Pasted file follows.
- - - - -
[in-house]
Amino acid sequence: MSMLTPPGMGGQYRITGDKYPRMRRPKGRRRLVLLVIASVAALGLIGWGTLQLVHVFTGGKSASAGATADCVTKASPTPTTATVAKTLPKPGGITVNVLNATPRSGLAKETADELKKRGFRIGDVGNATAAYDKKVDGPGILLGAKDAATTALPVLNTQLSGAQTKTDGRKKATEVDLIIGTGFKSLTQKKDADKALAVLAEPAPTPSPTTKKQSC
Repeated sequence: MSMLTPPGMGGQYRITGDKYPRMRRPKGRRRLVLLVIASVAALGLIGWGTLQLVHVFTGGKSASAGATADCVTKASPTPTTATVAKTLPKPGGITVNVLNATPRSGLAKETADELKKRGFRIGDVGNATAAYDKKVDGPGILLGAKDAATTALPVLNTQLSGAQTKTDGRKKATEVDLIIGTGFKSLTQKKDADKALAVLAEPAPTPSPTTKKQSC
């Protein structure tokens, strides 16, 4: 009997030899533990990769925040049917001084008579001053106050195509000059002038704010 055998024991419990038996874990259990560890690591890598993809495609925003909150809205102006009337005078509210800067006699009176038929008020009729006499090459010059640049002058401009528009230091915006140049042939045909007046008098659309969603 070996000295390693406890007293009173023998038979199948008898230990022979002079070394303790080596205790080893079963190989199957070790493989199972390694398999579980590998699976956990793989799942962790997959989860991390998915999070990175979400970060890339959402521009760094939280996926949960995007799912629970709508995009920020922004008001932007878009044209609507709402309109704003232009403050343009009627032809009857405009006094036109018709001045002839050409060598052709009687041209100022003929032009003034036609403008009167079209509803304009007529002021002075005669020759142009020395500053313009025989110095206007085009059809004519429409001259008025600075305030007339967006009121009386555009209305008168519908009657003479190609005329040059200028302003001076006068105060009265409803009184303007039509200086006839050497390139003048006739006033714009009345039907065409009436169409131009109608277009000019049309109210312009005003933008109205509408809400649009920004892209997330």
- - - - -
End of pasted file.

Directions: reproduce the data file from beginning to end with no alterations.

[in-house]
Amino acid sequence: MSMLTPPGMGGQYRITGDKYPRMRRPKGRRRLVLLVIASVAALGLIGWGTLQLVHVFTGGKSASAGATADCVTKASPTPTTATVAKTLPKPGGITVNVLNATPRSGLAKETADELKKRGFRIGDVGNATAAYDKKVDGPGILLGAKDAATTALPVLNTQLSGAQTKTDGRKKATEVDLIIGTGFKSLTQKKDADKALAVLAEPAPTPSPTTKKQSC
Repeated sequence: MSMLTPPGMGGQYRITGDKYPRMRRPKGRRRLVLLVIASVAALGLIGWGTLQLVHVFTGGKSASAGATADCVTKASPTPTTATVAKTLPKPGGITVNVLNATPRSGLAKETADELKKRGFRIGDVGNATAAYDKKVDGPGILLGAKDAATTALPVLNTQLSGAQTKTDGRKKATEVDLIIGTGFKSLTQKKDADKALAVLAEPAPTPSPTTKKQSC
């Protein structure tokens, strides 16, 4: 009997030899533990990769925040049917001084008579001053106050195509000059002038704010 055998024991419990038996874990259990560890690591890598993809495609925003909150809205102006009337005078509210800067006699009176038929008020009729006499090459010059640049002058401009528009230091915006140049042939045909007046008098659309969603 070996000295390693406890007293009173023998038979199948008898230990022979002079070394303790080596205790080893079963190989199957070790493989199972390694398999579980590998699976956990793989799942962790997959989860991390998915999070990175979400970060890339959402521009760094939280996926949960995007799912629970709508995009920020922004008001932007878009044209609507709402309109704003232009403050343009009627032809009857405009006094036109018709001045002839050409060598052709009687041209100022003929032009003034036609403008009167079209509803304009007529002021002075005669020759142009020395500053313009025989110095206007085009059809004519429409001259008025600075305030007339967006009121009386555009209305008168519908009657003479190609005329040059200028302003001076006068105060009265409803009184303007039509200086006839050497390139003048006739006033714009009345039907065409009436169409131009109608277009000019049309109210312009005003933008109205509408809400649009920004892209997330």